McGill researchers identify Equispheres aluminum alloy powder as compatible with binder jet 3D printing - 3D Printing Industry
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McGill researchers identify Equispheres aluminum alloy powder as compatible with binder jet 3D printing

Partnering with McGill University in Montreal, Canadian additive manufacturing powder producer Equispheres has announced the results of a research project on its aluminum alloy powders. Extensive testing, undertaken by the university, has revealed that the company’s powders are suitable for sintering with binder jet 3D printing technology. 

Equispheres claims that the combination of binder jet 3D printing with aluminum alloy powder is an unprecedented achievement, and can have a significant impact on the automotive industry. 

“We are excited about the industry response to our unique aluminum sintering results,” states Equispheres’ CEO, Kevin Nicholds.

“Although binder jet printer technology offers the speed and cost reductions necessary to enable additive manufacturing to meet the requirements of automotive mass production, the inability to print with aluminum alloys has been a major limitation to the technology – until now.” 

Comparing metal powders. Photo via Equispheres.
Comparing metal powders. Photo via Equispheres.

Equispheres powder atomization

Headquartered in Ottawa, Ontario, Equisphere has developed a patent-pending method of powder atomization that creates near-perfect spherical metal powders. The uniformity and smoothness of these powders make them an excellent feedstock option for additive manufacturing systems, as heterogeneous particles can lead to quality discrepancies in the final part. 

On the strength of its proprietary technology, Equispheres has previously received a $5 million investment from American global aerospace and defense company Lockheed Martin. The company also received an $8 million investment from early stage and SME financing bank BDC Capital, due to its focus on the environmental advantages of 3D printing. Namely, how switching to additive manufacturing can cut out the logistics middleman – reducing fuel consumption – and the technology’s “use-as-needed” material economy.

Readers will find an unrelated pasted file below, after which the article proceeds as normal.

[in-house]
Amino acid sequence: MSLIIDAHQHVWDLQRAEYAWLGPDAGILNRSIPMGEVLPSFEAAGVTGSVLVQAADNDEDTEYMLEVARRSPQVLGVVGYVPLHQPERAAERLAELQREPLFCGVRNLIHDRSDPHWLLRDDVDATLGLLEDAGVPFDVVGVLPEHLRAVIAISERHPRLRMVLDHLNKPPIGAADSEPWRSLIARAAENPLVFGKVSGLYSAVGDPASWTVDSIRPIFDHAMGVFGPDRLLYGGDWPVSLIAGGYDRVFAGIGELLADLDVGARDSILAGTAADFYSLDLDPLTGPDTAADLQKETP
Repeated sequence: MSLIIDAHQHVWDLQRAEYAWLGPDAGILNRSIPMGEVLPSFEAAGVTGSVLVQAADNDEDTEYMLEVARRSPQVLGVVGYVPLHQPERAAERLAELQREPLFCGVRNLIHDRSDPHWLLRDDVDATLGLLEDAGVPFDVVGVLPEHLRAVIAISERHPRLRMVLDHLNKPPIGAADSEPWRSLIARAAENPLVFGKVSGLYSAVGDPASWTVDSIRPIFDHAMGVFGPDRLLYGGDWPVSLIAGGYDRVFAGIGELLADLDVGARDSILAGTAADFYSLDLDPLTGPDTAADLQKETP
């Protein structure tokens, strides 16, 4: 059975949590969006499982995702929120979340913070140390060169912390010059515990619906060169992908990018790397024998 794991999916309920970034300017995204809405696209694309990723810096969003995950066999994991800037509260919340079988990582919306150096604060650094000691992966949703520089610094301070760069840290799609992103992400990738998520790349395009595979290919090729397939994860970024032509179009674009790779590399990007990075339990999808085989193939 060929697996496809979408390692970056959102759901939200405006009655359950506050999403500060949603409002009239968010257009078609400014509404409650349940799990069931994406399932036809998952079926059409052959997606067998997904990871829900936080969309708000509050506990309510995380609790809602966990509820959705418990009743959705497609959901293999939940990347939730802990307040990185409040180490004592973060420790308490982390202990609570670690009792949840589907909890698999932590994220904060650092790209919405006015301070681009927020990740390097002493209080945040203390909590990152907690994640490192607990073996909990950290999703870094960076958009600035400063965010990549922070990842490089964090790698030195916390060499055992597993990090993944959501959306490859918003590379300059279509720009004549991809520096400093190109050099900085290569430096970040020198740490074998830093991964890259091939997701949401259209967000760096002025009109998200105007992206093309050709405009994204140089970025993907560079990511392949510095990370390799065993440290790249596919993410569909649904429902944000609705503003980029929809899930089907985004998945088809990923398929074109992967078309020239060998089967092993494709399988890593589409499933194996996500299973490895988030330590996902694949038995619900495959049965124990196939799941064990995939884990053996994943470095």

Spherical metal powders produced by Equispheres. Image via Equispheres
Spherical metal powders produced by Equispheres. Image via Equispheres

Combining the benefits of binder jet 3D printing with aluminum alloy powders

Binder jet 3D printers are said to be a hundred times faster than traditional laser based additive manufacturing machines and hold the key to enabling AM for mass production, according to Equispheres. 

Although the process is able to work with steel, inconel and tungsten, binder jet has been unable to sinter aluminum alloys, an in-demand production material. McGill University’s test results suggest that now, binder jet 3D printing can sinter aluminum alloy with Equispheres’ powder. It can have a significant impact on the automotive industry, as reportedly over 30 percent of the sector’s material demand falls on aluminum alloy

“The unique and tailored attributes of Equispheres powder have proven exceptional in compaction free sintering,”explains Dr. Mathieu Brochu, Associate Professor at McGill and Canada Research Chair in Pulse Processing of Nanostructured Materials. “We are excited to begin work with Equispheres’ binder jet printing partners in the next phase to fully understand all aspects related to sintering of complex shape components and the fundamental relations with new specialized binder agents.” 

The specific results of the testing resulted in a compaction-free, sub-solidus sintering of Equispheres’ standard AlSi10Mg aluminum alloy powder, with densification levels of over 95 percent and an excellent microstructure. Currently, Equispheres is collaborating with key partners to develop specialized binder agents that are required for aluminum and for specific automotive applications. As the company continues to refine and test its powder with binder jetting technology, it aims to position the process as a new standard for the production of critical parts. 

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Featured image shows comparing metal powders. Photo via Equispheres.